Lightning Network, the technology that could end up having the most significant impact on the capacity of bitcoin, is to date, still is test phase, and it is only recommended that developers use the network.
Nonetheless, businesses like Blockstream have already launched Lightning-powered stores; these send stickers to bitcoin users that successfully transact across the network. And these early Lightning users are being celebrated for their bravery. This has attracted criticism by those that feel it encourages people to risk their real money.
With all that being said, there are ways to contribute to the Lightning without risking your portfolio. Below, we provide a guide for those that want to adopt this cutting-edge technology before the official release.
How to Use Testnet Trials
Using testnet might not be intuitive. However, it is more accessible and built to work on most of the operating systems. It also doesn’t require the use of real bitcoin. Instead, it allows you to use test bitcoin which you can get for free at any online faucet. Using this platform takes about five steps, and they are discussed below:
- There are couples of wallets you can download depending on the operating system you deploy, Lightning Labs and Zap for desktop and Éclair for android.
- After sending the test bitcoin to a wallet address, set up a channel and choose a testnet store you’d want to buy from.
- Next, go to your preferred network and find out a payment address, two addresses are given, a peer address and payment address (before you can send payment, you’ll need to add it to the store)
- After copying the peer address, add it as a contact in your wallet. You’ll be required to send a small fee of about 0.1 test bitcoin before you can open this channel.
- After successfully opening the channel, paste the payment address with the desired amount into your wallet and instantly send your test bitcoin.
Before you start, you have to know that not only can you lose your money, but it is also difficult for developers to administer updates because the more active people get on the platform, the more it gets complicated. While it is a bit more comprehensive (the process can take a couple of days), you can use the steps below as a rough guide:
- Blockstream’s c-lightning is the easiest way you can use to access mainnet, Blockstream published a guide which breaks down the several command lines that are necessary to buy a stickers in their store.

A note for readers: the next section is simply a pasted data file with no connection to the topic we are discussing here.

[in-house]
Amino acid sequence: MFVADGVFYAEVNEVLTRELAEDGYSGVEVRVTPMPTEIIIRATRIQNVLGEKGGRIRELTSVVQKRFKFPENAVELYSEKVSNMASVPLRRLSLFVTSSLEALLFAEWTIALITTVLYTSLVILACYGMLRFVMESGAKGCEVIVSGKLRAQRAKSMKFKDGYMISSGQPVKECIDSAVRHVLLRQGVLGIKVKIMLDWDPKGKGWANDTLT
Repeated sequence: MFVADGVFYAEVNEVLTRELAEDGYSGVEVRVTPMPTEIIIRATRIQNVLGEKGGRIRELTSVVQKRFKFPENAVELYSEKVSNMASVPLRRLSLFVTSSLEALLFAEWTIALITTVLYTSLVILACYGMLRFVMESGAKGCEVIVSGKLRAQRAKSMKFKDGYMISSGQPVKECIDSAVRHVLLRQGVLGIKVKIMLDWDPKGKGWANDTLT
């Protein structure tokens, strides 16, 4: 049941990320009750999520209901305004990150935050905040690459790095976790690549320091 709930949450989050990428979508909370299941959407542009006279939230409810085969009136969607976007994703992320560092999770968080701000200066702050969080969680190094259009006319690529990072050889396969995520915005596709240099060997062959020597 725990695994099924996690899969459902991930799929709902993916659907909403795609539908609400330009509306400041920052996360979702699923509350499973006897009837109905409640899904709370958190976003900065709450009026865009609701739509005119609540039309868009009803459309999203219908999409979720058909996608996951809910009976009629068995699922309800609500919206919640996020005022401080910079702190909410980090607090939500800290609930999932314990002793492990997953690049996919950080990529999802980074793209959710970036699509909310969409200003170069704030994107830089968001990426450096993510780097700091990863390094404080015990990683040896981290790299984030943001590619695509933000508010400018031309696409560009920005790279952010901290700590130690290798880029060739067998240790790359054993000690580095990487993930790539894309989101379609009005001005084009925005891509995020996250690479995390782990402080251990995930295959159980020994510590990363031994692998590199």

- C-lightning uses Ubuntu operating system and several code toolkits you will need to download before you can start. It also requires syncing the whole bitcoin blockchain, it is a process that can take days to complete, and you need storage space of about 170GB.
- After that, install the necessary tools listed on Blockstream breakdown.
- Next, download bitcoind, and depending on your internet connection, it could be several hours or days to sync the bitcoin blockchain.
- After syncing, clone the c-lightning code from the GitHub repository, connect to Blockstream’ peer by using the command line, and you should also synchronize the channel. Use lightning-chi to create a bitcoin address and send some funds from your wallet.
- The next step is to use Blockstream’s peer to open payment channel, Use the command line to find the Blockstream public key which unlocks the channel. You have to pay a small fee, after which you confirm the success of the transaction by monitoring the logs. You have to wait for three confirmations before opening a channel.
- After the successful confirmations, you can now use the lightning-chi to create new payment channel, and you can then make payments to Blockstream store.
If the steps above are too comprehensive for you, don’t worry, developers are working on ways to make the network easier to use. Note that Lighting is still in its early stage, and as its development progress, several varieties of simplified interfaces will be released. While Lightning Network is still dangerous and difficult for an average user, there are ongoing developments and the use of Lightning could be as simple as existing payment interfaces.